• Ensure new technologies are used ethically through 'Lovelace Code of Ethics'. Give Centre for Data Ethics and Innovation authority to recall products breaching the code, convene citizens’ assembly to determine when governments may use algorithms in decision-making and make algorithms used by data companies available to regulators, among other measures.
  • Immediately end use of facial-recognition technology by police.
  • Allow public to share profits made by tech companies from their data. Require all products to provide clear versions of terms and conditions relating to data use. End bulk collection of internet data.
  • Create searchable public database of all online political adverts. Review need for election safeguarding in internet age.
  • Recruit STEM graduates as armed forces engineers, with £10,000 golden handshakes.
  • Encourage development of car-sharing schemes, car clubs and autonomous vehicles.

Green Party

  • Introduce Digital Bill of Rights establishing rule of law and democracy in digital spaces, including by independent regulation of social media providers.
  • End sale of personal data for commercial purposes.
  • Encourage shifts to models of ownership to usership, such as car-sharing platforms.

Brexit Party

  • Nothing specifically mentioned.

Scottish National Party

  • Introduce levy on tech companies. Use funding from levy to establish independent online regulator with ability to fine and block offending sites.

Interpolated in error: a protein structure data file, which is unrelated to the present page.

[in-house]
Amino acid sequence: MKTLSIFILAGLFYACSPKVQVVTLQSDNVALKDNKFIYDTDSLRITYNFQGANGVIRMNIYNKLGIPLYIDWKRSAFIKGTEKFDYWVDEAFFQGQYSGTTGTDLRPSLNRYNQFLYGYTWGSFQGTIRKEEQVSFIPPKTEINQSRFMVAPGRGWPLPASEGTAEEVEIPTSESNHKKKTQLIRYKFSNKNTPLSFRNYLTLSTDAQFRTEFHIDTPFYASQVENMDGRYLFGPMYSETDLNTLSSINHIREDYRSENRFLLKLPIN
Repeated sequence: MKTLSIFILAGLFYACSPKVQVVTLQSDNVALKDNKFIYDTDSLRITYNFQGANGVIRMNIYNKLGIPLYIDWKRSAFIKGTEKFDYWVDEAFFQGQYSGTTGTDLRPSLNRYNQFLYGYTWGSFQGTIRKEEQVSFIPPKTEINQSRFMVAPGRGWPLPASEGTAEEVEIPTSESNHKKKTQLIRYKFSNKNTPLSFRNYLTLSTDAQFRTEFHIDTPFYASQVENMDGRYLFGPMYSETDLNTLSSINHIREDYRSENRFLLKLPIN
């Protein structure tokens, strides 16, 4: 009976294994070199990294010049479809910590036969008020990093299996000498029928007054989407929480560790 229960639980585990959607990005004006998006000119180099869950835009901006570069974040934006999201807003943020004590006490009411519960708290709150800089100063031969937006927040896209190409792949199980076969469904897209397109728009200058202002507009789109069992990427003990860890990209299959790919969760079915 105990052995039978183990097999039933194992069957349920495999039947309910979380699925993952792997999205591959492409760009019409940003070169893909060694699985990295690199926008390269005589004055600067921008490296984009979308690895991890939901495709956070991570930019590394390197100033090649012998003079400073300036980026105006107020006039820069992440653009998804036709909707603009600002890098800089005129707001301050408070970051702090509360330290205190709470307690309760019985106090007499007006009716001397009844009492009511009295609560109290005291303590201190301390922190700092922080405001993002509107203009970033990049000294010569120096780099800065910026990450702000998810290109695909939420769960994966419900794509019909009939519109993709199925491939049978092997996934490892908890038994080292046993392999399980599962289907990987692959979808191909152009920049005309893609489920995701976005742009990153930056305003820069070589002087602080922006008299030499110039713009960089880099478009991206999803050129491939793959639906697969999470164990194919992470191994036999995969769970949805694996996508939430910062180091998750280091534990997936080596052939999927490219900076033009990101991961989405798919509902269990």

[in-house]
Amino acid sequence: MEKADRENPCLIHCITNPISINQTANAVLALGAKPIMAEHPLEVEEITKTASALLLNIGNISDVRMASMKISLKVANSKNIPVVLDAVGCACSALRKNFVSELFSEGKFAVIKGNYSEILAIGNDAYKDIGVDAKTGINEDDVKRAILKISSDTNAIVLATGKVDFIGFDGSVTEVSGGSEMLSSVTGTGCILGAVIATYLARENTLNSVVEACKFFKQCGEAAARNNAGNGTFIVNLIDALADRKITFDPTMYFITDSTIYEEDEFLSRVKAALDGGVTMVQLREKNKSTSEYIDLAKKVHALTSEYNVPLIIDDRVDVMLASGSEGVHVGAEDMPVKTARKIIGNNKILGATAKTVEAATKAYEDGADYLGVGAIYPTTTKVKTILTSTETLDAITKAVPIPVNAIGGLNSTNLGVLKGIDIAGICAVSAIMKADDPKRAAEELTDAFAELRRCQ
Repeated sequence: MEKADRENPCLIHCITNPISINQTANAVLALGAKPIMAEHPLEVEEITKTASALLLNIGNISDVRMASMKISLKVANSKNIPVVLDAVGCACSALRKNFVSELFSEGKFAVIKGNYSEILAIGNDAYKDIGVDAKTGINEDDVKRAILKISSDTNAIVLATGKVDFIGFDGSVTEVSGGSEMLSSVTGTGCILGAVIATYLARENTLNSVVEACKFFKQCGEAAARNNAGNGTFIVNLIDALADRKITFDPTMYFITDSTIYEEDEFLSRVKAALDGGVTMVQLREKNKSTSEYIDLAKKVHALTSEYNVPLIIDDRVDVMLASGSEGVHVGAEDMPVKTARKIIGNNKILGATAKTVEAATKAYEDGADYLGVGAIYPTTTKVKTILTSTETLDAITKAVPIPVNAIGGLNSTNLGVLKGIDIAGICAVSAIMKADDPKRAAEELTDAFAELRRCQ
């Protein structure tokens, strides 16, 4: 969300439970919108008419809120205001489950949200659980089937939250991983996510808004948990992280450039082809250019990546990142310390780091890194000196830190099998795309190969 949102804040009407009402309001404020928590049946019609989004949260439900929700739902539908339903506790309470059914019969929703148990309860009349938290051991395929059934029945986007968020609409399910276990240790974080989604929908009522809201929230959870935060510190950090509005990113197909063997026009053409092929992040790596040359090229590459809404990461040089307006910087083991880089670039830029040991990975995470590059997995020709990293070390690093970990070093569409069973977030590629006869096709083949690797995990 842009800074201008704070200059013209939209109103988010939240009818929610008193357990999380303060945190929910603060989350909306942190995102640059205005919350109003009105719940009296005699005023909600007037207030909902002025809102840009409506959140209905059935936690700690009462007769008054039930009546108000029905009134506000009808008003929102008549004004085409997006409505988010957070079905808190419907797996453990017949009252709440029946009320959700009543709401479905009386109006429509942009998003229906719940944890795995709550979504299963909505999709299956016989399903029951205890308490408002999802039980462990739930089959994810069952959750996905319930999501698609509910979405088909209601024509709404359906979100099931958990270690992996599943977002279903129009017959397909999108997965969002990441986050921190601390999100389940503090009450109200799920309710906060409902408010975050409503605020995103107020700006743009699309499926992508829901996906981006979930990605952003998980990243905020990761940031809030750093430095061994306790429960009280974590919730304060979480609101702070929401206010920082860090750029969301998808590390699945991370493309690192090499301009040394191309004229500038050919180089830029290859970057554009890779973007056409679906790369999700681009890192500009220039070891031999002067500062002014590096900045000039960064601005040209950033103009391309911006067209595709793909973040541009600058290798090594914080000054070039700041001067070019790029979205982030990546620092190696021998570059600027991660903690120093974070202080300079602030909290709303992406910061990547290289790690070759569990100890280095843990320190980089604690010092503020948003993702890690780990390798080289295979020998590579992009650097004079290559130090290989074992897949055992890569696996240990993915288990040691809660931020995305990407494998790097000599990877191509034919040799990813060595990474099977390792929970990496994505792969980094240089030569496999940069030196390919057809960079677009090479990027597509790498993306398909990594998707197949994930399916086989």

• Introduce statutory duty of care for tech companies to tackle dangerous content.
  • Introduce age verification for age sites.
  • Press UK to scrap VAT on e-books and e-journals.
  • Press for ban on software used by ticket touts.

Democratic Unionist Party

  • Support creation of National Cyber Security hub in Northern Ireland.

Plaid Cymru

  • Introduce online regulator to oversee social media providers.
  • Ensure Welsh speakers can access digital world in Welsh.

 

Key topics

The IET's main focus areas in its policy work

Housing and energy: Set up a nationwide deep retrofit programme to upgrade existing housing and commit to planning deployment of hydrogen to homes and businesses.

Digital: Drive the establishment of world-class digital connectivity and infrastructure which is fast, secure and resilient across both urban and rural areas, through investments such as the National Productivity Investment Fund.

Transport: Encourage further investment in transport technology to improve the efficiency of moving people, goods and services.

Skills: Promote engineering and technology in schools and improve access to impartial careers advice and guidance and promote skills to meet the challenge of new technology driving new industries.

Innovation: Increase Innovate UK’s budget to help address the UK’s under-investment in innovation and the ‘D’ of R&D.